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Uber is launching itself as the next Amazon, since it loses billions



Dara Khosrowshahi, CEO of Uber, speaking at WEF 2019 in Davos, Switzerland on January 23, 2019.

Adam Galica | CNBC

Leading its debut in the public market, Uber expects investors to align the shares with Amazon's rather than its next competitor, Lyft. Uber plans to compare to Amazon during its pre-IPO roadshow to justify the billions of dollars it continues to lose, according to the New York Times.

No wonder Uber would choose Amazon as the model, judging by the action's performance. Amazon's stock price multiplied from $ 18 a share in its 1997 debut to nearly $ 2,000. Lyft's, on the other hand, fell from its initial price of $ 72 in March to just over $ 57. Uber did not immediately respond to a request to comment on its roadshow.

Amazon's success in the public market, despite losing money for much of its existence, is a favorite comparison for other companies that debuted without profits. But Amazon is the exception, not the rule.

Amazon's IPO serves as a useful benchmark for Uber, which posted an adjusted EBITDA loss of $ 1.85 billion in 2018, coupled with slow revenue growth. He also reported a loss of $ 1 billion in the first quarter of 2019 in his S-1 filing last week. Amazon also debuted without even making a profit, saying it plans to invest in building its business in new areas, as Uber also said.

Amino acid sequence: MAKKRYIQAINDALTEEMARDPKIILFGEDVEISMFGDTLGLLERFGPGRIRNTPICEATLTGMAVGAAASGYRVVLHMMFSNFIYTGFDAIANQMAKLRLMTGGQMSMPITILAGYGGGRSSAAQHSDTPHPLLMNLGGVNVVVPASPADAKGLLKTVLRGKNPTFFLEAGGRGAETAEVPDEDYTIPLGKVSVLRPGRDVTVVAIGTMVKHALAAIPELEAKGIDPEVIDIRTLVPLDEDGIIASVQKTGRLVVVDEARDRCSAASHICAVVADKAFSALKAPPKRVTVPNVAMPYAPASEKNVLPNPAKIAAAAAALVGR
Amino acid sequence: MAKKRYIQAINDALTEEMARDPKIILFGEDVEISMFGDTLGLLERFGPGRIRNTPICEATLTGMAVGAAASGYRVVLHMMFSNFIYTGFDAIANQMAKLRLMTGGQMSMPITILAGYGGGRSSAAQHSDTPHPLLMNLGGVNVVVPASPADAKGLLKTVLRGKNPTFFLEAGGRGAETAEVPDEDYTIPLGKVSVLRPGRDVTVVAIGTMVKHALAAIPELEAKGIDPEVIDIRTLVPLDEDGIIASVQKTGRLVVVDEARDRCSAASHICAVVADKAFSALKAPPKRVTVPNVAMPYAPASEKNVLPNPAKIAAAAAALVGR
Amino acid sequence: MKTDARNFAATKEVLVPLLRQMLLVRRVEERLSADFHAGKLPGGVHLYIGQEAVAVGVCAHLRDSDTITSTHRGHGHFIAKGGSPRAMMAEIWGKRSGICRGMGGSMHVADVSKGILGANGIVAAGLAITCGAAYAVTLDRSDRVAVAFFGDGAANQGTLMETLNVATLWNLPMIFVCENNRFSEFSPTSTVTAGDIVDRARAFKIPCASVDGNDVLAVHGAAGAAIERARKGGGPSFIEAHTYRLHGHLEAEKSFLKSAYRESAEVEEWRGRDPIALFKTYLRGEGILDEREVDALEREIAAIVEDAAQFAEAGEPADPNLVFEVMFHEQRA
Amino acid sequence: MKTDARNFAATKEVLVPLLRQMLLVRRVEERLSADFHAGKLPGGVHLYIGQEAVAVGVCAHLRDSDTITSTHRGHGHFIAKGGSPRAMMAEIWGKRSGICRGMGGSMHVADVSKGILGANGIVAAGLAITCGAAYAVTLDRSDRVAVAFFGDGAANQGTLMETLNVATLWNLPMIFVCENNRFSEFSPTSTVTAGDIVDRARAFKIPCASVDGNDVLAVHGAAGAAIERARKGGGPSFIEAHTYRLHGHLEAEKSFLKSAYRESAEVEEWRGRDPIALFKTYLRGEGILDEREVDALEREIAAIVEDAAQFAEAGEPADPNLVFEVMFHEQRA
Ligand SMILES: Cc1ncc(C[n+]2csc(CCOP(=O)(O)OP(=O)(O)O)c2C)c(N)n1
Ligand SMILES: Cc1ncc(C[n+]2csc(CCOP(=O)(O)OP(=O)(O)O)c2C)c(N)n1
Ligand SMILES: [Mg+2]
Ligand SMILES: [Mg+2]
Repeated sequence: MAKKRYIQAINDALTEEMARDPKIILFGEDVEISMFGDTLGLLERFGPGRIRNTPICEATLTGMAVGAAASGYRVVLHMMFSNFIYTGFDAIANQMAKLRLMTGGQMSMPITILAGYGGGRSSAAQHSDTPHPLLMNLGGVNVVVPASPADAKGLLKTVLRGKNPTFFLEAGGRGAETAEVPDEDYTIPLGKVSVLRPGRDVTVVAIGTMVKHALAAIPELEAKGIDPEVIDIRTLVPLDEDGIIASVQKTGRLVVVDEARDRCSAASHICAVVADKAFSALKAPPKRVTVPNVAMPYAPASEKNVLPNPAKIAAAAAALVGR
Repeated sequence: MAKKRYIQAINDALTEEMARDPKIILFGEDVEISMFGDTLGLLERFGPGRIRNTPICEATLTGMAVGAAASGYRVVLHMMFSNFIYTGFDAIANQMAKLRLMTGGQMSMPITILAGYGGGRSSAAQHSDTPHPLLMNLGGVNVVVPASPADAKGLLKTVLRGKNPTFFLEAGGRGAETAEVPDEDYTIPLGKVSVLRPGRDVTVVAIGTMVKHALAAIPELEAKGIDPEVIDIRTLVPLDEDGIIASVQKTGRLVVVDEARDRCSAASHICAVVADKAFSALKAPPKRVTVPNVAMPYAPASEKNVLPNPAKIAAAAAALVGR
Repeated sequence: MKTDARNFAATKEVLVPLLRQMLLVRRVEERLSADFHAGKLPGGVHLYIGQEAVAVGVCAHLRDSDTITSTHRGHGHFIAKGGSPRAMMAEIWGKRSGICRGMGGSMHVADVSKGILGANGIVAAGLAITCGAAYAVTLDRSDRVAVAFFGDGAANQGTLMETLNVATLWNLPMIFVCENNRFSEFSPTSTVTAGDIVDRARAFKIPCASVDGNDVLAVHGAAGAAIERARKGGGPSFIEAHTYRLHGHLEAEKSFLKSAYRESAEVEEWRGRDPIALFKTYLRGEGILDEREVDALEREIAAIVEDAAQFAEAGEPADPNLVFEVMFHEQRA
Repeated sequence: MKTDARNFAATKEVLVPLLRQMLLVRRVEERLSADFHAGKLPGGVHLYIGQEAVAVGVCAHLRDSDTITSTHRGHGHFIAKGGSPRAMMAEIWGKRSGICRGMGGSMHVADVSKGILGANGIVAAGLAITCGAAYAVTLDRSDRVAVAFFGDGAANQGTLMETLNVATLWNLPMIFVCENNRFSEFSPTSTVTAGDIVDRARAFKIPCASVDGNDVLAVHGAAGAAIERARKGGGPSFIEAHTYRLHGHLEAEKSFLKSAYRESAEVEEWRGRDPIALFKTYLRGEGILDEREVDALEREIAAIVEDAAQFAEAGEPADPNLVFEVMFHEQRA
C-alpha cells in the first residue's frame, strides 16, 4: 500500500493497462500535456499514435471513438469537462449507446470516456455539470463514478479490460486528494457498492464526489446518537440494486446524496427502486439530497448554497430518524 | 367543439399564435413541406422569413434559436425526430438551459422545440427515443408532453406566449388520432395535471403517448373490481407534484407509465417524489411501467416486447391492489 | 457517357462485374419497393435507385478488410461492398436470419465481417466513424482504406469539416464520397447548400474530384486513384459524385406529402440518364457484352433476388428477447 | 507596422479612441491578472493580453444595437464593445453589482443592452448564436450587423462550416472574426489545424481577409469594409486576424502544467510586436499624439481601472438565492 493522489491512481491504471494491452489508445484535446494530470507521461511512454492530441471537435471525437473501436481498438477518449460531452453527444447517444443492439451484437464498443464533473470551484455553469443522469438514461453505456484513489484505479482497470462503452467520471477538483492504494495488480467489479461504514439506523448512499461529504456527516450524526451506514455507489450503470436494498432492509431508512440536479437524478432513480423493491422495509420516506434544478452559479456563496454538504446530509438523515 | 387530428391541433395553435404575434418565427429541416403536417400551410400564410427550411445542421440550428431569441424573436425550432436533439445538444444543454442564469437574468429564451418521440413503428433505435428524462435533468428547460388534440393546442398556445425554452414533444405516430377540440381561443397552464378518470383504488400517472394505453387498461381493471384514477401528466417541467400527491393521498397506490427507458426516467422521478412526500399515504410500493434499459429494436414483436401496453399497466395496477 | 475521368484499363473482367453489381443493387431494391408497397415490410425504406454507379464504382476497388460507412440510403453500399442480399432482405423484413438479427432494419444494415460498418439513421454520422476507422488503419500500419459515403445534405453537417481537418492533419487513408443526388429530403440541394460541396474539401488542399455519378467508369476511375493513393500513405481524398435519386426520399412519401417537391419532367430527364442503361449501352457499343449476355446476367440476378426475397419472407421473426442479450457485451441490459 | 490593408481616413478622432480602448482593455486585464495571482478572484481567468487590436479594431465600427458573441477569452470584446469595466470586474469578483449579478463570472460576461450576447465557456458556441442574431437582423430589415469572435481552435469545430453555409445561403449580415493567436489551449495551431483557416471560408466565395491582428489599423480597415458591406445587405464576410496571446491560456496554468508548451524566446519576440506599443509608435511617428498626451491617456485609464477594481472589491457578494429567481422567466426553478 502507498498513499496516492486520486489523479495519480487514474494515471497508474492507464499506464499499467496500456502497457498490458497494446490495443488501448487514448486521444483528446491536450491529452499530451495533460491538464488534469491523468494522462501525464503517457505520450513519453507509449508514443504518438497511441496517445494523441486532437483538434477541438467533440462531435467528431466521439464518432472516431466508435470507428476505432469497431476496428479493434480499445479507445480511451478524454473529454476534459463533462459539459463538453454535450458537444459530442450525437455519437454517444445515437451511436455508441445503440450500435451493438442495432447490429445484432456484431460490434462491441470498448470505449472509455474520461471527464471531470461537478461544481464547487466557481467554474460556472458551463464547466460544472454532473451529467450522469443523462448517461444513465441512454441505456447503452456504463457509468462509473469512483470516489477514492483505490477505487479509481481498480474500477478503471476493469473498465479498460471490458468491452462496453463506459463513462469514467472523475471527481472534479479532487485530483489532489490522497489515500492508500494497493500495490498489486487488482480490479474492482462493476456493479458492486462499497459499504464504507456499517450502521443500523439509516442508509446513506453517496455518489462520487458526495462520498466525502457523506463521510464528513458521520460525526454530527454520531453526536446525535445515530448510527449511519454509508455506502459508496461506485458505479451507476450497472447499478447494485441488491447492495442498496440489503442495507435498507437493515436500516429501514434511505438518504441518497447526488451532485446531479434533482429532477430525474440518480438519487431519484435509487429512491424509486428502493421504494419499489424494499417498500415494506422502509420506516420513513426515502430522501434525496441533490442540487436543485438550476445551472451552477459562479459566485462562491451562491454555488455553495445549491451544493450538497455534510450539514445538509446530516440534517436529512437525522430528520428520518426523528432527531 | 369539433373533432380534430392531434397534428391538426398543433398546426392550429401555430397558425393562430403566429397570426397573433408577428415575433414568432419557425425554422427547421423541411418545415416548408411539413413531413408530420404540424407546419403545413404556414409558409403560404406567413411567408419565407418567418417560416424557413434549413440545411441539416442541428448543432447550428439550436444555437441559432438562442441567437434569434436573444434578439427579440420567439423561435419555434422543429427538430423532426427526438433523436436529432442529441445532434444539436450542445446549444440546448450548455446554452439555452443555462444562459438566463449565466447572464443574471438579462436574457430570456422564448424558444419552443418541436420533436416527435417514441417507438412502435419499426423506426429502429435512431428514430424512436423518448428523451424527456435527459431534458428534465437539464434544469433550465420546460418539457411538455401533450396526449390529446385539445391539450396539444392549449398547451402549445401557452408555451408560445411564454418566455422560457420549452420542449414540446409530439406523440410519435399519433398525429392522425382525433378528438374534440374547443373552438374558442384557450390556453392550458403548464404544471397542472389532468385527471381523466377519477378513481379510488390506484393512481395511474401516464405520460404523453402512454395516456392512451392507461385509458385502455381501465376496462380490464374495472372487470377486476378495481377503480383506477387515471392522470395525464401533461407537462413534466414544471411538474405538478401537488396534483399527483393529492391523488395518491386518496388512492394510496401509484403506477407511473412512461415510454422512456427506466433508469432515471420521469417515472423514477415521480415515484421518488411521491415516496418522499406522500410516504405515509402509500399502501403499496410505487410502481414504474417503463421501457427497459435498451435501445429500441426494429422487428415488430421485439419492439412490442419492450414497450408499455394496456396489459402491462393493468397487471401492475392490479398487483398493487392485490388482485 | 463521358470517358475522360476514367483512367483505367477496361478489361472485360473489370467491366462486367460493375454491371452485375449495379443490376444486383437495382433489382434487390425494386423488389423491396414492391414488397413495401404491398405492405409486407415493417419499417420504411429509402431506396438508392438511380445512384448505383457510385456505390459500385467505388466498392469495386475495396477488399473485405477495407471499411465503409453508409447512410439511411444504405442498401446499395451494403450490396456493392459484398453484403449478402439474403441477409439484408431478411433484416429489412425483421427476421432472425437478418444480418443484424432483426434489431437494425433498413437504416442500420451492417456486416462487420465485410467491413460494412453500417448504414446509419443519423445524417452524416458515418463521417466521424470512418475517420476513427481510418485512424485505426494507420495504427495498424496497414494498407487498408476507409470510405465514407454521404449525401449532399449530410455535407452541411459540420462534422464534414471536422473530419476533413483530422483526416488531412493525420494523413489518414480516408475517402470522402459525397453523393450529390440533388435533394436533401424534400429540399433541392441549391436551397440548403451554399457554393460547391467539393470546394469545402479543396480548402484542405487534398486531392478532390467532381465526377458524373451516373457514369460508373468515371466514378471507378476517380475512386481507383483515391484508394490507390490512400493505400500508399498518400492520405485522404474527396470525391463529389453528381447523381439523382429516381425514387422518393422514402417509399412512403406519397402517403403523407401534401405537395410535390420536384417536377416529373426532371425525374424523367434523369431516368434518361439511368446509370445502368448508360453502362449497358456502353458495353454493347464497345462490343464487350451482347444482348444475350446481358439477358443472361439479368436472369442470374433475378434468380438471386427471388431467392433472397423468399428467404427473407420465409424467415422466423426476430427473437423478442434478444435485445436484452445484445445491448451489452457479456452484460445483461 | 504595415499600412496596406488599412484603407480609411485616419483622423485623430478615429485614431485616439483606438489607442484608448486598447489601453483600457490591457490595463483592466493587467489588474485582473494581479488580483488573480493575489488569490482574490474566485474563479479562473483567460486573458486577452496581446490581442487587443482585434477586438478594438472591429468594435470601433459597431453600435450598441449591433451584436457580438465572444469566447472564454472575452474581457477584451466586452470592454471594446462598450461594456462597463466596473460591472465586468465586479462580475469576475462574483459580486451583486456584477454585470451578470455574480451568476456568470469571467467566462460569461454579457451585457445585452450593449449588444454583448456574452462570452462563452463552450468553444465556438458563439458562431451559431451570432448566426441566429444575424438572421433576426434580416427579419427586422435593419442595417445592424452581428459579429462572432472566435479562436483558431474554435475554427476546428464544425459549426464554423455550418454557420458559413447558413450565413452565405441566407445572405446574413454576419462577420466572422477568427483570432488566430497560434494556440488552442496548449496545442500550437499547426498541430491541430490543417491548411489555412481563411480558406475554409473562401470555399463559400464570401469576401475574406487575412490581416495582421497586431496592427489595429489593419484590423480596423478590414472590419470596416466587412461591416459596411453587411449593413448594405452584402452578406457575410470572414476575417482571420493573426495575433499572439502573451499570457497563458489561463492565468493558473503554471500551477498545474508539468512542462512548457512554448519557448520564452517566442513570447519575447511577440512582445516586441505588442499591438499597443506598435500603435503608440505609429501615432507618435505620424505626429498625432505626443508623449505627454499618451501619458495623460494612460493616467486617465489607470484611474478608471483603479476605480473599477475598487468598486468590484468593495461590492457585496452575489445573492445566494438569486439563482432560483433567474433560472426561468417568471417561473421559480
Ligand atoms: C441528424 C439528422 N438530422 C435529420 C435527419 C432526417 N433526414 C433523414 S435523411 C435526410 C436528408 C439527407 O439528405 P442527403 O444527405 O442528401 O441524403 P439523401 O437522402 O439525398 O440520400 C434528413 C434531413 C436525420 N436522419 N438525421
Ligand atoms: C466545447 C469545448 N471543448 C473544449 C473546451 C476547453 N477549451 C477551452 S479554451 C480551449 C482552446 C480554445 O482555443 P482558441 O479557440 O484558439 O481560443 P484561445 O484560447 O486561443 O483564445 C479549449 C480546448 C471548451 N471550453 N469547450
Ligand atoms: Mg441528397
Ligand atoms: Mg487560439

Like Amazon, Uber prides itself on diversifying beyond the main service by which it is known. While Lyft narrowed its focus on carpooling and personal mobility, such as electric scooters, Uber expanded to food delivery, freight and even flying cars.

But for Amazon, profitability was driven largely by Amazon Web Services, which accounted for 13 percent of Amazon's total sales and 50 percent of its total operating revenue in the first quarter of 2019. It is still unclear whether Uber has the same kind of business getaway that can lead to profits. It's unlikely that Uber's other bets will add as much value as AWS has to Amazon, said Paul Meeks, portfolio manager at Wireless Fund, to CNBC.

"They will try to leverage their platform on other things, but the other things will be transportation, because that's their job and the transportation industry has many established participants," Meeks said.

After Uber settled $ 44 to $ 50, its valuation fell from $ 100 billion to a range of $ 80.53 billion to $ 91.51 billion on a fully diluted basis. But even with the lower valuation, Amazon's Uber comparison boosts the "fear of losing."

"This is a huge fear," Dan Ives, an analyst with Wedbush Securities, told CNBC. "This was a seminal event in terms of investing in technology stocks over the last 20 years."

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